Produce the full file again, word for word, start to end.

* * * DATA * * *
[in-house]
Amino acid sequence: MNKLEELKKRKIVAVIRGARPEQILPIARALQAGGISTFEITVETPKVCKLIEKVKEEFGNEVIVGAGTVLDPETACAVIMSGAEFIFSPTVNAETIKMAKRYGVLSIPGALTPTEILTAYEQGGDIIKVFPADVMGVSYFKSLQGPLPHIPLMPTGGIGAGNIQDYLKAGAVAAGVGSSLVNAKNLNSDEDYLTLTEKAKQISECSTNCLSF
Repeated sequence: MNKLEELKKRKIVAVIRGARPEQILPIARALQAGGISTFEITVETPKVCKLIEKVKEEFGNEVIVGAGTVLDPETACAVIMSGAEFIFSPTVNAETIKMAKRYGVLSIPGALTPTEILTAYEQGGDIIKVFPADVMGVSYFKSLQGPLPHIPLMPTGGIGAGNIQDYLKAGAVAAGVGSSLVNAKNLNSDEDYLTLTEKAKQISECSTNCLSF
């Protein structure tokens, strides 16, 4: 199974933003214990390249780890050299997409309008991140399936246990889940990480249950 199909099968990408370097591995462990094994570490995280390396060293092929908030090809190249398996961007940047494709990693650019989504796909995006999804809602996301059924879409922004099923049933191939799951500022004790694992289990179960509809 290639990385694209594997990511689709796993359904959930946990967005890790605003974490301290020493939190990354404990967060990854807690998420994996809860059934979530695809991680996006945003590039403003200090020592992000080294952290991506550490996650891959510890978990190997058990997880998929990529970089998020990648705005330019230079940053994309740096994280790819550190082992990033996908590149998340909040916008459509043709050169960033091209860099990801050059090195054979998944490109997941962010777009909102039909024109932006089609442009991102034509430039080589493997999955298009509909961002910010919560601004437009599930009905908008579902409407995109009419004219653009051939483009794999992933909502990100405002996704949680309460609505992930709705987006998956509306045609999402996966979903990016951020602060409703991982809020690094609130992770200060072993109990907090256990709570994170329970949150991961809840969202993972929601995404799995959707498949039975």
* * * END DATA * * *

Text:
[in-house]
Amino acid sequence: MNKLEELKKRKIVAVIRGARPEQILPIARALQAGGISTFEITVETPKVCKLIEKVKEEFGNEVIVGAGTVLDPETACAVIMSGAEFIFSPTVNAETIKMAKRYGVLSIPGALTPTEILTAYEQGGDIIKVFPADVMGVSYFKSLQGPLPHIPLMPTGGIGAGNIQDYLKAGAVAAGVGSSLVNAKNLNSDEDYLTLTEKAKQISECSTNCLSF
Repeated sequence: MNKLEELKKRKIVAVIRGARPEQILPIARALQAGGISTFEITVETPKVCKLIEKVKEEFGNEVIVGAGTVLDPETACAVIMSGAEFIFSPTVNAETIKMAKRYGVLSIPGALTPTEILTAYEQGGDIIKVFPADVMGVSYFKSLQGPLPHIPLMPTGGIGAGNIQDYLKAGAVAAGVGSSLVNAKNLNSDEDYLTLTEKAKQISECSTNCLSF
């Protein structure tokens, strides 16, 4: 199974933003214990390249780890050299997409309008991140399936246990889940990480249950 199909099968990408370097591995462990094994570490995280390396060293092929908030090809190249398996961007940047494709990693650019989504796909995006999804809602996301059924879409922004099923049933191939799951500022004790694992289990179960509809 290639990385694209594997990511689709796993359904959930946990967005890790605003974490301290020493939190990354404990967060990854807690998420994996809860059934979530695809991680996006945003590039403003200090020592992000080294952290991506550490996650891959510890978990190997058990997880998929990529970089998020990648705005330019230079940053994309740096994280790819550190082992990033996908590149998340909040916008459509043709050169960033091209860099990801050059090195054979998944490109997941962010777009909102039909024109932006089609442009991102034509430039080589493997999955298009509909961002910010919560601004437009599930009905908008579902409407995109009419004219653009051939483009794999992933909502990100405002996704949680309460609505992930709705987006998956509306045609999402996966979903990016951020602060409703991982809020690094609130992770200060072993109990907090256990709570994170329970949150991961809840969202993972929601995404799995959707498949039975």